Mobility as a Service: How IoT is revolutionizing transportation

When one hears about the IoT (Internet of Things), most people think along the lines of smart homes: app-controlled and self-regulating heating and air-conditioning systems, lighting, security, and so on. However, in the years since IoT became a reality it has spread to many other areas of human life, and in many of them it has already achieved and can potentially lead to changes that are nothing short of revolutionary. Transportation is one of such areas — one would think that it is hard to introduce anything new in the industry that has existed more or less since the dawn of human history. But with IoT and a new concept known as Mobility as a Service, the transportation industry is on the path for a major transformation. Let’s take a look at some notable advancements that are on the horizon.

Mobility as a Service

With urban populations quickly and steadily growing across the globe, large cities are turning into worse and worse gridlocks with every passing year. Larger world capitals seem to exist in the constant state of transport collapse, and private cars that were once a symbol of personal mobility are getting less and less useful for getting from place to place.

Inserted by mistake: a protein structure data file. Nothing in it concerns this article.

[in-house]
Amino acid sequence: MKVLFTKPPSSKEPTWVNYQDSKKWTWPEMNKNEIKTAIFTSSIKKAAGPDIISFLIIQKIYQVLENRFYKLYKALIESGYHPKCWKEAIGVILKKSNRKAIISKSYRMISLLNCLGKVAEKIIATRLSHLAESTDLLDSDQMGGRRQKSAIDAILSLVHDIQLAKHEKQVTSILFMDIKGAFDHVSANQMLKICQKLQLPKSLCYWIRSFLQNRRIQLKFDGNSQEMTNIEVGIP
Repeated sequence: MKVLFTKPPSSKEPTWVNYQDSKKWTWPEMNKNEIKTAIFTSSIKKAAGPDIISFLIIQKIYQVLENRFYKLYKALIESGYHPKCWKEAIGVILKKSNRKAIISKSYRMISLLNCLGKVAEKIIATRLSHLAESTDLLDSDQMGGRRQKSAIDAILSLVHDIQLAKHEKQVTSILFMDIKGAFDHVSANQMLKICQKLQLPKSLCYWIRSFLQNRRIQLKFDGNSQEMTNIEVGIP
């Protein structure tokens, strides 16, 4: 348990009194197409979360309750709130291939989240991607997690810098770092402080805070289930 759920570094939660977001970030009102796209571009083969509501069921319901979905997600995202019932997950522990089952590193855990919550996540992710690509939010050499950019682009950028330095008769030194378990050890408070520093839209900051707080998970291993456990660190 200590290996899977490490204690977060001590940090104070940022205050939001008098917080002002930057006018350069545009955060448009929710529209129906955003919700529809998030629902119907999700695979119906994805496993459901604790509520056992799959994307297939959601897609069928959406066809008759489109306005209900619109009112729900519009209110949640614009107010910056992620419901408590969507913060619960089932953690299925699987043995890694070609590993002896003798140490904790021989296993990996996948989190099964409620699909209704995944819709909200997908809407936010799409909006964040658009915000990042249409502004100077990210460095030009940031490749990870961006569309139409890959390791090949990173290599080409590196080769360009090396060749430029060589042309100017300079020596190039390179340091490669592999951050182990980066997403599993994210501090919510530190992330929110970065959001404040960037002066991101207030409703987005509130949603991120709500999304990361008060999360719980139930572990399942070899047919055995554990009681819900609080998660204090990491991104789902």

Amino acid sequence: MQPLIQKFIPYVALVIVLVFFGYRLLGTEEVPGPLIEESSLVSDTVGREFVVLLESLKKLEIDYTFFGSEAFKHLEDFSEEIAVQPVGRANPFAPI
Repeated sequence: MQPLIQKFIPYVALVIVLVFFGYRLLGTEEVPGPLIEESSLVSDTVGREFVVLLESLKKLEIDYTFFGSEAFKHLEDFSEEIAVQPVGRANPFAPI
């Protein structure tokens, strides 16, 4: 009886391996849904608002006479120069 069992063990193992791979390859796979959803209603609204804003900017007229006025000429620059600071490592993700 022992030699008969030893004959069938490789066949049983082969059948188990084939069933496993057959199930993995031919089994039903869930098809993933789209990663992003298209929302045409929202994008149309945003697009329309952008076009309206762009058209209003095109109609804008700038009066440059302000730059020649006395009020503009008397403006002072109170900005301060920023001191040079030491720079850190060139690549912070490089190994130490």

One of the potential solutions to this problem is Mobility as a Service (MaaS). By taking tips from businesses like Netflix, some cities in developed countries are attempting to create transport environments in which users can forgo the use of private vehicles completely without losing an iota of their independence and mobility. For example, Helsinki, one of the most advanced cities in this respect, offers an app called Whim — using it citizens can plan their movements by any means of private or public transportation available in the town and pay for them on a subscription basis. When they have to get from one place to another, they just follow the route without wasting a minute. All means of transportations unite in a single network that is always aware of each vehicle’s whereabouts and provides immediate mobility to any subscriber wherever he is in the city.